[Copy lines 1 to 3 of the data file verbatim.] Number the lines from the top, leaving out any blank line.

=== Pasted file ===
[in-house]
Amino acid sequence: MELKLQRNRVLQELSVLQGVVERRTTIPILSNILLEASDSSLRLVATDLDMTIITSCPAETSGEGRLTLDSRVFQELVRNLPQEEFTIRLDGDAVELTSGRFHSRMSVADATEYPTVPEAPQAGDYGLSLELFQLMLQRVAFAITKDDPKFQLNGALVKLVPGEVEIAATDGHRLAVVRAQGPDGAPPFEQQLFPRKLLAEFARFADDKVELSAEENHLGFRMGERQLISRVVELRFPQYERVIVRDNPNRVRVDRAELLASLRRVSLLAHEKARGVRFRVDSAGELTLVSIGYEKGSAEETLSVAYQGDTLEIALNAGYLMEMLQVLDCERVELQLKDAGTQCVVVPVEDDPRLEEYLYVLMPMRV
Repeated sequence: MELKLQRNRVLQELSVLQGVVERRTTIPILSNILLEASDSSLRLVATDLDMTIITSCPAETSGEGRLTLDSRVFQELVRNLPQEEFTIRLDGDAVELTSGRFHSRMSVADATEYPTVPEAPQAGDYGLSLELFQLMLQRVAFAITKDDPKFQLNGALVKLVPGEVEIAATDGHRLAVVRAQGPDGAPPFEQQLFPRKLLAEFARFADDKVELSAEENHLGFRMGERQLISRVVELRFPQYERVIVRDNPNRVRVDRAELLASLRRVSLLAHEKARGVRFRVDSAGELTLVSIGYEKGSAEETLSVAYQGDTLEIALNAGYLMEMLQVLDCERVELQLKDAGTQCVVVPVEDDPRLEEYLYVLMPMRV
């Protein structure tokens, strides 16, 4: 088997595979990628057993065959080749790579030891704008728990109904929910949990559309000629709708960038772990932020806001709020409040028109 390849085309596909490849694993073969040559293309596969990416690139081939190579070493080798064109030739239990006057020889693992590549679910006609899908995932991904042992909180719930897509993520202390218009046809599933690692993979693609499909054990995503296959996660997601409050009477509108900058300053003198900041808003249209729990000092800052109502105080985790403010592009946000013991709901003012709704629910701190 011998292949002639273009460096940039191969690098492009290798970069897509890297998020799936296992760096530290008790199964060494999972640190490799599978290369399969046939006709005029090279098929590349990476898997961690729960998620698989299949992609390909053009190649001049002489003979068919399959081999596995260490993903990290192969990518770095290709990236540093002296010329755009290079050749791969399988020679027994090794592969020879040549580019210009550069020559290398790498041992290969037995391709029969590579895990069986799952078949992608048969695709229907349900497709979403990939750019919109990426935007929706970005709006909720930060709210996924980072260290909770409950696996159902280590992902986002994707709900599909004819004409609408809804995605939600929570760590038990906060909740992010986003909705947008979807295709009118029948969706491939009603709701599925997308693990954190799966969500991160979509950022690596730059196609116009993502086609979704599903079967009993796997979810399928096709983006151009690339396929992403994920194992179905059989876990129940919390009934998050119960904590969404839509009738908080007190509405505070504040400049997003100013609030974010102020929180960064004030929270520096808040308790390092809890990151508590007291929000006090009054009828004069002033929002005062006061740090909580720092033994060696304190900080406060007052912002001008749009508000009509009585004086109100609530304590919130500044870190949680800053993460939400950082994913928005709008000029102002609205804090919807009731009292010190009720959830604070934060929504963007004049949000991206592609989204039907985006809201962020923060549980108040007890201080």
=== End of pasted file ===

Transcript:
[in-house]
Amino acid sequence: MELKLQRNRVLQELSVLQGVVERRTTIPILSNILLEASDSSLRLVATDLDMTIITSCPAETSGEGRLTLDSRVFQELVRNLPQEEFTIRLDGDAVELTSGRFHSRMSVADATEYPTVPEAPQAGDYGLSLELFQLMLQRVAFAITKDDPKFQLNGALVKLVPGEVEIAATDGHRLAVVRAQGPDGAPPFEQQLFPRKLLAEFARFADDKVELSAEENHLGFRMGERQLISRVVELRFPQYERVIVRDNPNRVRVDRAELLASLRRVSLLAHEKARGVRFRVDSAGELTLVSIGYEKGSAEETLSVAYQGDTLEIALNAGYLMEMLQVLDCERVELQLKDAGTQCVVVPVEDDPRLEEYLYVLMPMRV
Repeated sequence: MELKLQRNRVLQELSVLQGVVERRTTIPILSNILLEASDSSLRLVATDLDMTIITSCPAETSGEGRLTLDSRVFQELVRNLPQEEFTIRLDGDAVELTSGRFHSRMSVADATEYPTVPEAPQAGDYGLSLELFQLMLQRVAFAITKDDPKFQLNGALVKLVPGEVEIAATDGHRLAVVRAQGPDGAPPFEQQLFPRKLLAEFARFADDKVELSAEENHLGFRMGERQLISRVVELRFPQYERVIVRDNPNRVRVDRAELLASLRRVSLLAHEKARGVRFRVDSAGELTLVSIGYEKGSAEETLSVAYQGDTLEIALNAGYLMEMLQVLDCERVELQLKDAGTQCVVVPVEDDPRLEEYLYVLMPMRV